In this article, we demonstrate a novel teleoperation method that uses lightweight wearable inertial sensors to collect human motion data and map it to the robot. Compared with some existing teleoperation methods, this method adopts first-view mapping, which makes the operator feel more immersive and the robot imitate more accurately. In addition, we propose a DTW trajectory evaluation method, which more accurately describes the similarity between human motion trajectories and robot motion trajectories.
However, our method still has some limitations. In terms of teleoperation methods, firstly, there are differences in the structure of humans and robots. We use a special mapping algorithm, which also means that we have lost part of the data collected by the sensor. This will lead to deviations between robots‘ actions and humans’ actions. In addition, the working space of the robot’s joint angle is limited due to mechanical design, such as the robot’s arm failing to go over the shoulder. Secondly, since the rotation of the human joints is achieved through the rotation of the bones, and the wearable sensor is worn on the surface of the human body, there is a certain angular displacement deviation from the bones. Therefore, when the operator does some special actions, there will be obvious errors. Other factors include accumulated drift error and so on. In terms of DTW trajectory evaluation, although this method describes the similarity between trajectories more accurately and quantitatively, we can only compare it with the method that directly calculates the Euclidean distance. Although this method quantitatively expresses the degree of similarity, the quantitative index can only be used to compare the size with each other to determine the pros and cons, and there is no numerical correspondence.
In future work, we expect to design a more reasonable mapping algorithm, which can reduce the influence of non-isomorphic mapping on the accuracy of robot trajectory simulation through the linkage between joints. Meanwhile, the DTW trajectory evaluation method can be used as an indicator to evaluate whether the mapping algorithm makes the imitation trajectory of the robot more accurate in future research.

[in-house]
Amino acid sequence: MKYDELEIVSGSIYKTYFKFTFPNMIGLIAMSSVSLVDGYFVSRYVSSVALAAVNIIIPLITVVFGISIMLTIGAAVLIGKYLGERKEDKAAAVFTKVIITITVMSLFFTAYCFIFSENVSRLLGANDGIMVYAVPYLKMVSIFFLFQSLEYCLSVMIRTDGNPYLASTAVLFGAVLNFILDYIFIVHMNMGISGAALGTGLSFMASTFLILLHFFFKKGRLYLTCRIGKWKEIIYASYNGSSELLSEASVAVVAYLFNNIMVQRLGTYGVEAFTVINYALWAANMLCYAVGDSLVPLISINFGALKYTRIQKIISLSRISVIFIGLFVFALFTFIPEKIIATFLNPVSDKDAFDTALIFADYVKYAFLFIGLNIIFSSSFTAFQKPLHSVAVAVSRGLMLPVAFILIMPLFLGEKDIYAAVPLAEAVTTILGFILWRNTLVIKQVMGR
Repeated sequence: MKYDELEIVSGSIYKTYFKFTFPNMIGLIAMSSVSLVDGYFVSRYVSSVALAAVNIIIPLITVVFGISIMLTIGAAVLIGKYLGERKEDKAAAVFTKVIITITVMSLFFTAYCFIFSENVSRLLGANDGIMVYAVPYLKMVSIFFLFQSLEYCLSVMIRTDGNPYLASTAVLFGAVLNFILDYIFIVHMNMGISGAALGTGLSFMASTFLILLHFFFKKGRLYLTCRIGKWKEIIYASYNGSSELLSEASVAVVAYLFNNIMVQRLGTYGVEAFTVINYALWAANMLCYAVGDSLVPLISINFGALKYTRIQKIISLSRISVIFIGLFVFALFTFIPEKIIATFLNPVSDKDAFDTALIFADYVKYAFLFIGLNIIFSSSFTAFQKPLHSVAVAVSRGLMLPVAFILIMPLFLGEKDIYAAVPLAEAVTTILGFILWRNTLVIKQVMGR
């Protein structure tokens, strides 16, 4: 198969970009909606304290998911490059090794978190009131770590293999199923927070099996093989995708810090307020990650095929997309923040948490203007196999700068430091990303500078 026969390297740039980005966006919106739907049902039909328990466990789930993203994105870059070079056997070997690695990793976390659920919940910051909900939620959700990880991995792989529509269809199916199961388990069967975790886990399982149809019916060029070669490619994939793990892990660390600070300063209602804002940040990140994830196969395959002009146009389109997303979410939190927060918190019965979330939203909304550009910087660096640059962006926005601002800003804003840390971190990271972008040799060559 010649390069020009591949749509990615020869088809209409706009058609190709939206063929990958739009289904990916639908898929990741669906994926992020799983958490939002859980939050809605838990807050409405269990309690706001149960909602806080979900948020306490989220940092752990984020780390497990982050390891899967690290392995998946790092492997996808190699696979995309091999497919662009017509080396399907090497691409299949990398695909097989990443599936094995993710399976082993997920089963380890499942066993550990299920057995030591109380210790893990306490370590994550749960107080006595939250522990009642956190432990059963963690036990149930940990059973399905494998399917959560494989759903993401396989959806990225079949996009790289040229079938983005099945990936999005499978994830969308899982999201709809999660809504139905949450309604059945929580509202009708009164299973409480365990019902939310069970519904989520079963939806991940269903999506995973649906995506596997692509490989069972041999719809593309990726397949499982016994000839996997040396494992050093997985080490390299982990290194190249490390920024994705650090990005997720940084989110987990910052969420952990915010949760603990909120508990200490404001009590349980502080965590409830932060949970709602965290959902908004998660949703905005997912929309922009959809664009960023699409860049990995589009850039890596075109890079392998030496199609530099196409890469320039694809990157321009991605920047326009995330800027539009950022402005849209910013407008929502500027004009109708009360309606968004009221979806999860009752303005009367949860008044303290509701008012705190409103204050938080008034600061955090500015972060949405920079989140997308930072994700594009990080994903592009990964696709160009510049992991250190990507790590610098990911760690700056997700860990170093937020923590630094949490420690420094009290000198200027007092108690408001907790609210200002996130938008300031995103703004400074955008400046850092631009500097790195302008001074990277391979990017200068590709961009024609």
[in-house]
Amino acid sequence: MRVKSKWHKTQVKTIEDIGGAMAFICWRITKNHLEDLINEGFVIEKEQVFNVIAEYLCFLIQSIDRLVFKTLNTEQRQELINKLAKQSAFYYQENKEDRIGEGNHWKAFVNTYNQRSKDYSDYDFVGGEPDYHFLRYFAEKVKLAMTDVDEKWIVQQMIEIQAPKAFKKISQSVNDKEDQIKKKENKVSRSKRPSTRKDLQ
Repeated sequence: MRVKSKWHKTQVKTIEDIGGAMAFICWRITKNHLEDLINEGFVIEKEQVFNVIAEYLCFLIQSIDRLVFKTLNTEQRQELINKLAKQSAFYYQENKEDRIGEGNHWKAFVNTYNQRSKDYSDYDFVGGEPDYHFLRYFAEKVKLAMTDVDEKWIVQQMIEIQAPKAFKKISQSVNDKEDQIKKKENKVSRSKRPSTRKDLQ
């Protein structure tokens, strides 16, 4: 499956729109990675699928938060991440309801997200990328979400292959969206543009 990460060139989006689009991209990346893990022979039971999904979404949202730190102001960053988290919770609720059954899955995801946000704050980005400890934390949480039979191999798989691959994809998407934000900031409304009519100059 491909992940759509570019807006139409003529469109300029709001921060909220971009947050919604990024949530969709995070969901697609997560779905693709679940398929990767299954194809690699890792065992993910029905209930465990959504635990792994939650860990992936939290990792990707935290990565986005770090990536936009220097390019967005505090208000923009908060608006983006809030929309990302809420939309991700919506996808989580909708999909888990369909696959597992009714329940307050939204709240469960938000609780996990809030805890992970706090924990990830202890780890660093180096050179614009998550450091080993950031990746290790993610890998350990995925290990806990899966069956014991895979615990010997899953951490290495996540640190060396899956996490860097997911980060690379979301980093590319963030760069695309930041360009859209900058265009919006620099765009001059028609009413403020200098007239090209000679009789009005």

7. Conclusions

In this article, a human-in-the-loop system for humanoid robots to imitate human motion is proposed, and the metrics of evaluating to what extent the robot motion is similar to that of human are highlighted. The system realizes a real-time simulation and evaluation of humanoid robots through a motion capture system, a fast mapping algorithm, a time series trajectory evaluation method, and multiple visual terminal displays. Under the experiment of a variety of human motion postures, this system has demonstrated good real-time performance and accuracy, and it has also been quantitatively analyzed in terms of the motion similarity evaluation system. This work laid a foundation on improving the robot’s interactive capabilities, especially for human motion imitation.

Author Contributions

Conceptualization, L.G., B.C. and W.X.; data curation, L.G. and W.X.; formal analysis, C.L.; funding acquisition, L.G.; investigation, L.G.; methodology, B.C., X.L. and L.Z.; project administration, L.G.; software, B.C., W.X. and Z.Z.; supervision, C.L.; validation, X.L.; visualization, B.C. and X.L.; writing—original draft, L.G., B.C. and W.X.; writing—review and editing, L.G. and B.C. All authors have read and agreed to the published version of the manuscript.


This work was supported by National Key R&D Program of China (Grant No. 2018YFB1306703 and No.2019YFE0125200) from the Ministry of Science and Technology of China.

Conflicts of Interest

The authors declare no conflict of interest.


The following abbreviations are used in this manuscript:
HRI  Human–robot interaction
NSFCThe National Natural Science Foundation of China
IKInverse kinematics
DOFDegrees of freedom
BVHBioVision Hierarchy
IMUInertial Measurement Unit
ANPAxis Neuron Pro
ROSRobot Operating System
DTWDynamic Time Warping
URDFUnified robot description format

Appendix A

Table A1. Fundamental grammars of Xacro.
Table A1. Fundamental grammars of Xacro.
Property<xacro:property name=“pi” value=“3.14” /><⋯ value =“ ${2*pi}”⋯/>
Argument<xacro:arg name=“use_gui” default=“false”/><⋯ use_gui:= true ⋯/>